All in Essays

The Illuminating Light

Most of you know that we have inherited a very rich educational tradition from those who preceded us. We know that in one sense, education is the transmission of culture—the transmission of the soul of society from one generation to another, as G. K. Chesterton put it. But many readers may not be aware that an important part of our educational culture comes to us through the monastic tradition. How important? In fact, if we remove monastic education from the wider western culture, we must also remove our universities and hospitals; we must remove much of the classical liberal arts curriculum, we must remove Aristotle himself, and Cicero, and much of what we have of Vergil and Horace.

 

The Quadrivium and the Character of God

Sometimes when reading or studying or listening, I catch a glimpse of ideas and connections beyond my current understanding. At times these ideas are nascent and ephemeral—mists that have not yet solidified (if they ever will). It is as if figures are coming together on the periphery of my vision, and I fear that if I look at them directly, the forms will dissolve into vaporous ribbons and float away. Some passages of scripture are like that—for a moment I can grasp a spiritual truth or significance that swells beyond my comprehension. I am encouraged by the fact that even the Apostle Peter said that Paul was hard to understand. 

The Arts & The Education of Attentiveness

The smallest things often spark the greatest alterations; our happenstance changes and choices, like pebbles dropped in still water, ring their way outwards till the whole of life’s encircled. Had you been a reflective Italian tradesman in the thirteenth or fourteenth century, your attention may have been captured by the wonderful and terrible Great Events happening all around you: the city-states finding independence from the papacy, sublime cathedrals springing towards the skies, a whole new class of merchants bridging the class divide, rumors of a Black Death prowling nearby. And with your whole world convulsed in the eager pangs of a new birth, a Renaissance, perhaps you would not have assigned much significance to the changing of the bells.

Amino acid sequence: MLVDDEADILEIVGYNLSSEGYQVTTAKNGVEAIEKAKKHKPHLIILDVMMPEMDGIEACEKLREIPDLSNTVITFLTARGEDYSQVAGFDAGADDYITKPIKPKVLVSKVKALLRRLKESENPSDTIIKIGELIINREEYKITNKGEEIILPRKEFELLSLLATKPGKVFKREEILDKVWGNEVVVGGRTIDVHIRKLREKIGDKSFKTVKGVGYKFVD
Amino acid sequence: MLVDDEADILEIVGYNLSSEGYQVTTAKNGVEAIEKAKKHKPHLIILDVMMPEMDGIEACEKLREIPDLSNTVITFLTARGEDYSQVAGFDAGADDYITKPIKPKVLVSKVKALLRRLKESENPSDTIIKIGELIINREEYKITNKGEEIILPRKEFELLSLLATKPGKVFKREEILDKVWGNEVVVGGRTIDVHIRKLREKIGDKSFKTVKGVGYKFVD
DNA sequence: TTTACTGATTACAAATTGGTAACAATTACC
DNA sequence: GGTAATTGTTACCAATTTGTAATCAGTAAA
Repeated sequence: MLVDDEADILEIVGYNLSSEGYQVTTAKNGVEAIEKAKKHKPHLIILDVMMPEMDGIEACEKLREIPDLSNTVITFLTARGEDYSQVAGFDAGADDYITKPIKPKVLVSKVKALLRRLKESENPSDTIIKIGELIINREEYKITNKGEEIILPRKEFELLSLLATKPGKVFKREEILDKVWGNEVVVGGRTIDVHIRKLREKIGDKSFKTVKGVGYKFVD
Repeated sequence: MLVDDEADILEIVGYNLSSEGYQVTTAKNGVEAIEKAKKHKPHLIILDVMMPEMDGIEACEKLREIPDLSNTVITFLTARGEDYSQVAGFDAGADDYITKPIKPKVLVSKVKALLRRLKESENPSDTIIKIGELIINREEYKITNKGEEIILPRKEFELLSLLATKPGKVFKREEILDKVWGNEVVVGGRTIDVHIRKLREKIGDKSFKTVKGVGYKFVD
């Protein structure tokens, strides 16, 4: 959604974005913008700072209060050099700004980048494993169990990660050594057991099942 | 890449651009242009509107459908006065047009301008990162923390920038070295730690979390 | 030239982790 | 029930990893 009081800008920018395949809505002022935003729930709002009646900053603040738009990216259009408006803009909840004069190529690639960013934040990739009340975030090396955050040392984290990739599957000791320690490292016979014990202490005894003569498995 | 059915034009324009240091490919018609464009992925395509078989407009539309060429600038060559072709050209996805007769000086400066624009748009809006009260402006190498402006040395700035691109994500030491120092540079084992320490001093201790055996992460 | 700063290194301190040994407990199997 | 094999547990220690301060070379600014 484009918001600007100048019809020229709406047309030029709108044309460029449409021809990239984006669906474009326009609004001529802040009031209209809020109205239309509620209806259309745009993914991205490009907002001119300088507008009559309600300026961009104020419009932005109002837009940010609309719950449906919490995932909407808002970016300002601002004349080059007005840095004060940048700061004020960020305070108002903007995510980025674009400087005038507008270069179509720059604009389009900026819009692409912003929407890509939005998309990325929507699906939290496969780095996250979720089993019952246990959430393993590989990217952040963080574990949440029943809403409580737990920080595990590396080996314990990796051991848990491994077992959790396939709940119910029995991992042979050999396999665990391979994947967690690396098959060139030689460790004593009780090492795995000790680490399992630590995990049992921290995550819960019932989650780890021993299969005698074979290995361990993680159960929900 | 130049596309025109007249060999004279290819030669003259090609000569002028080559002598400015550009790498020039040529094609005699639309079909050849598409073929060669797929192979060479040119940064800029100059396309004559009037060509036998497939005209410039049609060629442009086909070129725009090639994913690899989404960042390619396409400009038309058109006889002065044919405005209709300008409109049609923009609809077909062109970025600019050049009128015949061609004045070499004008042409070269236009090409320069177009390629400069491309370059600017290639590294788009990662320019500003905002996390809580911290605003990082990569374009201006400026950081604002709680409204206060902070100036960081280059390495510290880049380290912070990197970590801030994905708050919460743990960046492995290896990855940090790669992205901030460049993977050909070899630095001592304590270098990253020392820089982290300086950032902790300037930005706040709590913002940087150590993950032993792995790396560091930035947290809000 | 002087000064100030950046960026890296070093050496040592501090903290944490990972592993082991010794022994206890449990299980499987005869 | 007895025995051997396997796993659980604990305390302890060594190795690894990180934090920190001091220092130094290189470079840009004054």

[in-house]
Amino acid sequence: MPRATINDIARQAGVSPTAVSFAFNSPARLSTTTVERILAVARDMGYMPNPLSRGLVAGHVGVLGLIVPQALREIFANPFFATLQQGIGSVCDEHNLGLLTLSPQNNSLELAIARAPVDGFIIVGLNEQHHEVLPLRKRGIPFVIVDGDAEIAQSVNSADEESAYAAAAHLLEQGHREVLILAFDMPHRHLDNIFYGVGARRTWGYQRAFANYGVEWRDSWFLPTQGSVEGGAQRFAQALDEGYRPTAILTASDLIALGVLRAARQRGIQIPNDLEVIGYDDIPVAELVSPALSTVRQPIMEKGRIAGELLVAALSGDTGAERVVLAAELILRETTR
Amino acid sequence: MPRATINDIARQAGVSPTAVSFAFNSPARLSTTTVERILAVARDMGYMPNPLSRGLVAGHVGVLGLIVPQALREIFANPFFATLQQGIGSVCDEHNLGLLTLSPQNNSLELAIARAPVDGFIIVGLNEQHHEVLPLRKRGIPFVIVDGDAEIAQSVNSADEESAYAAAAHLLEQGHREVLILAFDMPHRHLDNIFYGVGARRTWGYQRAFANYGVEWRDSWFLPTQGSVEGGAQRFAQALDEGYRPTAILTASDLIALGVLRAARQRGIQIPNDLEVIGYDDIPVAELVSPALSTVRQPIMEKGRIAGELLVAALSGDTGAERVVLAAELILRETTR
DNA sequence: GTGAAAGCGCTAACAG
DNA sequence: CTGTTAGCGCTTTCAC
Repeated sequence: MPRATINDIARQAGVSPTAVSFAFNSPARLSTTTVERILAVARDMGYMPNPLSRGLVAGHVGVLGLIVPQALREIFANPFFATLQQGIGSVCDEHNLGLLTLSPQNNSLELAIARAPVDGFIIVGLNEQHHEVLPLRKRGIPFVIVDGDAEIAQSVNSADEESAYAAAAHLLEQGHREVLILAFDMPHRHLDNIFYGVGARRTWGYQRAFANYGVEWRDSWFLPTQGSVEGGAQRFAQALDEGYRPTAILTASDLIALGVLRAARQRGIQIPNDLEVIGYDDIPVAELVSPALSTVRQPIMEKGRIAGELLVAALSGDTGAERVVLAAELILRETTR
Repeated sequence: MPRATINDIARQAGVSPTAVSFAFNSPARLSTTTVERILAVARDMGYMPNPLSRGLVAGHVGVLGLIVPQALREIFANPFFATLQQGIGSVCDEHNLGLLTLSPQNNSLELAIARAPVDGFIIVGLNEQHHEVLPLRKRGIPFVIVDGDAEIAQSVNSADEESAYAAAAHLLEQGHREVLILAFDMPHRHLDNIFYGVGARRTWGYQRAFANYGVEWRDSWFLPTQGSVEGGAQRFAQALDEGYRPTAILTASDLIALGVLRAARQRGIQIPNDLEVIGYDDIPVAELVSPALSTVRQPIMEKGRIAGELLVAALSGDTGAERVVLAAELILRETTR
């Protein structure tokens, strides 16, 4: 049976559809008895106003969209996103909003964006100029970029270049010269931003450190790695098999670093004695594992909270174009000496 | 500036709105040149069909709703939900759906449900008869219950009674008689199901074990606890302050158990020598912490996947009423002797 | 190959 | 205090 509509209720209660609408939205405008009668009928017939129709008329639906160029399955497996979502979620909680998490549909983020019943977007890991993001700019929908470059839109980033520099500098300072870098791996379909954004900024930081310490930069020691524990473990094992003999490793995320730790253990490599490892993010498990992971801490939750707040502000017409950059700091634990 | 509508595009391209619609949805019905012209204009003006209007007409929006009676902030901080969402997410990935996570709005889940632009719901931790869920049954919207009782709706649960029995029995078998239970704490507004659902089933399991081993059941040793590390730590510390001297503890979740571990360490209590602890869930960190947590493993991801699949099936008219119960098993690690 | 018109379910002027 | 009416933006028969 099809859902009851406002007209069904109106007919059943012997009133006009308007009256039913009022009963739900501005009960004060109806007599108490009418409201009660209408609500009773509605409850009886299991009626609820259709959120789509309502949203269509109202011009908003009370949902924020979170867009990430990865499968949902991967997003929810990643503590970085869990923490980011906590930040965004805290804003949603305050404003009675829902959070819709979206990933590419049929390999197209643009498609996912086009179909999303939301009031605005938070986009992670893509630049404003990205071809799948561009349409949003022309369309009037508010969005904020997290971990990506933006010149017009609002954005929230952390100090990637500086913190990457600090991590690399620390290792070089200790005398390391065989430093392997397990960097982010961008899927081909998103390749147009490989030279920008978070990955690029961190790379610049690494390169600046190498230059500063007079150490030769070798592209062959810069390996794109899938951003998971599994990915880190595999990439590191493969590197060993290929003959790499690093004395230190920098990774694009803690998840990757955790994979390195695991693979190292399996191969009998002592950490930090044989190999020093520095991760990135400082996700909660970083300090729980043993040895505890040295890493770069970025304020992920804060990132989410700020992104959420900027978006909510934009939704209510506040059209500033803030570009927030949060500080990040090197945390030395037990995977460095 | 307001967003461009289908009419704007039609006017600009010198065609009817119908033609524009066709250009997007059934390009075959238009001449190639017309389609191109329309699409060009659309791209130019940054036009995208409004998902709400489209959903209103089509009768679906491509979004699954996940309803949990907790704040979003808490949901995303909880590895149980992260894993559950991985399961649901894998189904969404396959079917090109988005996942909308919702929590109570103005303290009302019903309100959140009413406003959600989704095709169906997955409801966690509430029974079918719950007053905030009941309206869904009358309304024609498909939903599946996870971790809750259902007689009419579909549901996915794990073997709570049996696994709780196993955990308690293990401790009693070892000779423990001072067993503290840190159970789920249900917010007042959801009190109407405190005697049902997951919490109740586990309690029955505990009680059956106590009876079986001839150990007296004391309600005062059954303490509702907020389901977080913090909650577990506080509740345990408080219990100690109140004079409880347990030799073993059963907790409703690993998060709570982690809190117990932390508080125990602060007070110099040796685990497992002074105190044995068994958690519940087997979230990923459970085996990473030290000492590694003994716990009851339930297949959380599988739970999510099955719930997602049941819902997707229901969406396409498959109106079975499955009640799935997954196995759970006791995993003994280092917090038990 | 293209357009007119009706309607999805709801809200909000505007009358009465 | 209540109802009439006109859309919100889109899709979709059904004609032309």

Let Us Attend

Has it ever been harder to get and hold a student’s attention? It seems that we suffer from a cultural attention deficit disorder every bit as much as from the more well-known cultural amnesia. Excessive stimulation assaults our senses while fragmentation creates discord in our souls.

Yet, the most important skill our students need to practice, the skill on which everything depends, is the ability to pay attention. We can learn how to cultivate this faculty, or we can ensure that most of our teaching goes to waste. 

The Seeing of the Eye: On Job, God's Revelation, and the Problem of Evil

Classic literature is one of the great humanizing forces of our civilization. This is because literature can take an arcane philosophical problem and clothe it with living flesh, forcing readers to grapple with universal questions in the context of human relationships. At its best, classic literature calls forth essentially human reactions from its readers; the more we read it, the more human we become. 

Ecce Homo: The Classical Refrain of The Great Gatsby

F. Scott Fitzgerald’s classic 1925 novel endures its fair share of criticism from Christian parents and classical teachers. It is the poster child for twentieth-century debauchery and godlessness—a reputation it has earned. But a close reading of the novel reveals Fitzgerald working in a literary tradition that goes all the way back to ancient Rome. His masterpiece aims at some of the most cherished literary goals of the classical world while drawing power from a much more contemporary setting.

 

Why Mystery Stories Are the Cure for What Ails Us

It is impossible for us to fully grasp the cataclysmic cultural shift that was created by World War I. Each of us has lived and moved and had our being shaped by the world that emerged from that rubble. The War to End All Wars did not succeed in ending war, but it did herald the final blow to the unparalleled optimism of the 18th and 19th centuries, destroyed the remaining vestiges of the Medieval world, and ushered in worldwide despair, angst, and nihilism.In other words, Modernity was born.